After what she said at my holiday party, I said “What is it that you need me to do to our house to make you comfortable having people over? Or, let’s just admit it, is there nothing I could ever do that would make you want people over?” She as much as admitted that it’s not something I could do, she just doesn’t feel comfortable having people over. I said something along the lines of “fine. I’m not going to make you have your friends over. But I’m having people over. I work too hard on this house not to have people over when I want to.”

Last night, I was sharing with her the gist of yesterday’s post (I don’t really encourage her to read this, because of posts like this one.) She started in about her friends offering to come clean our house and how humiliated that made her. I demanded to know who said it. She said “It doesn’t matter, they were kidding.” I had the sense that she was button pushing— trying to shame me, because she’d like me to scale back how involved I am at church. I totally plan to do that, but I’m not ditching my confirmation class in the middle of the year, no matter how badly the administration annoys me.

I was furious. For what it’s worth, the entire house has been recently dusted, including tops of curtain rods and vaulted ceilings. I vacuumed stem to stern on Saturday, and spot cleaned the carpets. The bathrooms and kitchen have been recently cleaned. While we’re not HGTV-after-photo-ready, we are far from living in squalor. And much of the identifiable clutter is boxes she hasn’t unpacked. She cannot be relied on to empty the entire dishwasher when it’s clean, or to put her own dish (clearing my dishes is clearly above-and-beyond territory) in it when it’s not. She does the laundry (about which she was kvetching to me last night) and decorates for the holidays. Those are her responsibilities. Which I’m fine with— I knew what I was getting myself into, as did she. And she said it after eating a meal she didn’t lift a finger to arrange, as usual, while I spent two hours last night taking down the tree without her help (we observe a Colorado tradition that meant the tree wasn’t coming down before Sunday, so don’t judge me.)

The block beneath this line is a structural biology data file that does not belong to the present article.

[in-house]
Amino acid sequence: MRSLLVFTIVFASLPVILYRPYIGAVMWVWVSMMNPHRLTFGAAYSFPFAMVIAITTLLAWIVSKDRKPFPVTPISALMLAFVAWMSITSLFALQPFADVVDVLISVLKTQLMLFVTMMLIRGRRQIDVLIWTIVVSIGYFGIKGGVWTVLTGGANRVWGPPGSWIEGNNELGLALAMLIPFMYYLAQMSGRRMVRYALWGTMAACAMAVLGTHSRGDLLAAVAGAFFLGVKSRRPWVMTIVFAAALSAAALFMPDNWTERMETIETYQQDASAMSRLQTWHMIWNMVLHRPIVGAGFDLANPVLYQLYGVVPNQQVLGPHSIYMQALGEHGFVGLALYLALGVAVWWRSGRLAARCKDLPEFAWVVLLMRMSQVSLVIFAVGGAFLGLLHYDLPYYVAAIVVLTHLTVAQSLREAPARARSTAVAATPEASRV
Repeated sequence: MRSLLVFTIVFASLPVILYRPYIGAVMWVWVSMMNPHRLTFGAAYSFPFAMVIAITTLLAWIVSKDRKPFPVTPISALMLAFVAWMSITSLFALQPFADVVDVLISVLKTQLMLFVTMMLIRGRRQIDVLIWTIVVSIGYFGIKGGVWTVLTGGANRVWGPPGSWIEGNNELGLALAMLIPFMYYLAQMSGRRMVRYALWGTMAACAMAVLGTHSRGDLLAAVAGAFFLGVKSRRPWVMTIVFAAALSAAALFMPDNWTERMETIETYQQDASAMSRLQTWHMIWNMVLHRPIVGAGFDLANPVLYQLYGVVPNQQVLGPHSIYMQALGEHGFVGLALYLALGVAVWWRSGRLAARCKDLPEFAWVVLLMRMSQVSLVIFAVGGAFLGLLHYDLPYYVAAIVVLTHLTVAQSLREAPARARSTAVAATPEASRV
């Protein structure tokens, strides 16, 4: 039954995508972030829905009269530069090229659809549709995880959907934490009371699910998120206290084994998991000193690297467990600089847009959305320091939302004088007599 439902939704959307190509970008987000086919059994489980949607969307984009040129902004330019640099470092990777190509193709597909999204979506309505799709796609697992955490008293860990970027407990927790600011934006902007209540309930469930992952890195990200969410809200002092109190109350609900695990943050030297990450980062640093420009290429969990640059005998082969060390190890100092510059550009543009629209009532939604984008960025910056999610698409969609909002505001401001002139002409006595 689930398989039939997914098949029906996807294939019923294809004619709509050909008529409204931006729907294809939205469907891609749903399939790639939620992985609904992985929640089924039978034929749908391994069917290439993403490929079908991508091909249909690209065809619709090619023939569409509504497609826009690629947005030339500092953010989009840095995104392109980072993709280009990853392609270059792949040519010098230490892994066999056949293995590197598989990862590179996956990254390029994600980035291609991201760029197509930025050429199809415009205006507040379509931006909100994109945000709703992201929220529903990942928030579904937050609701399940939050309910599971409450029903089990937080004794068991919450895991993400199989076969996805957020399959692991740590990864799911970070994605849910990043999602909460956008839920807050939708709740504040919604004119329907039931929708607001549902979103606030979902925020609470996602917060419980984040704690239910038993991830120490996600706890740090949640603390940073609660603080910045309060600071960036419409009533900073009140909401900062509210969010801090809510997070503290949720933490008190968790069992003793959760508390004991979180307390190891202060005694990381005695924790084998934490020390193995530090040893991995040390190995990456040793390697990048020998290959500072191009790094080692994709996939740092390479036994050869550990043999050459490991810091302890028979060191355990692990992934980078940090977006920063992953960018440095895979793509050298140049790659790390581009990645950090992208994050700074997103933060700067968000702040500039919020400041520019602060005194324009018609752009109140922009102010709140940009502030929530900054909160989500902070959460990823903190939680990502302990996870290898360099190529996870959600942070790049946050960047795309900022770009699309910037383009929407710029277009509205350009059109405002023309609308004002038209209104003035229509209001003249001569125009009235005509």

What I know about her friends is that none of the ones who would say this work full time (which stands to reason, given that she’s well into retirement age). None of them have kids who would opt in for the arrangement I have, especially when they would continue to bear as much financial responsibility as I have. When they hear that I bake bread and take her to the theater and voluntarily spend time with her, they’re jealous, let alone the fact that I go to the lengths I do. If her friend even said the thing about cleaning her house, it might be the friend who asked and asked to see the house, but who my mom wouldn’t invite over because— oh yeah, she doesn’t invite her friends into her space, shared or not. So it’s not even about my cleaning, it’s about her grasping at straws. If it wasn’t that friend, it could be our boozy neighbor or her bestie, and as of last night, I’ve gone on record that if either of them would like to grab a mop and do any of my work for me, she should feel free to let them.

Also, speaking of family loyalty, my expectation is that if someone has something shitty to say about my house, that she’ll have my back, not throw another log on the fire.

So I guess what I’m saying here is, if you feel compelled to push my buttons, you might want to know where the nuclear ones are.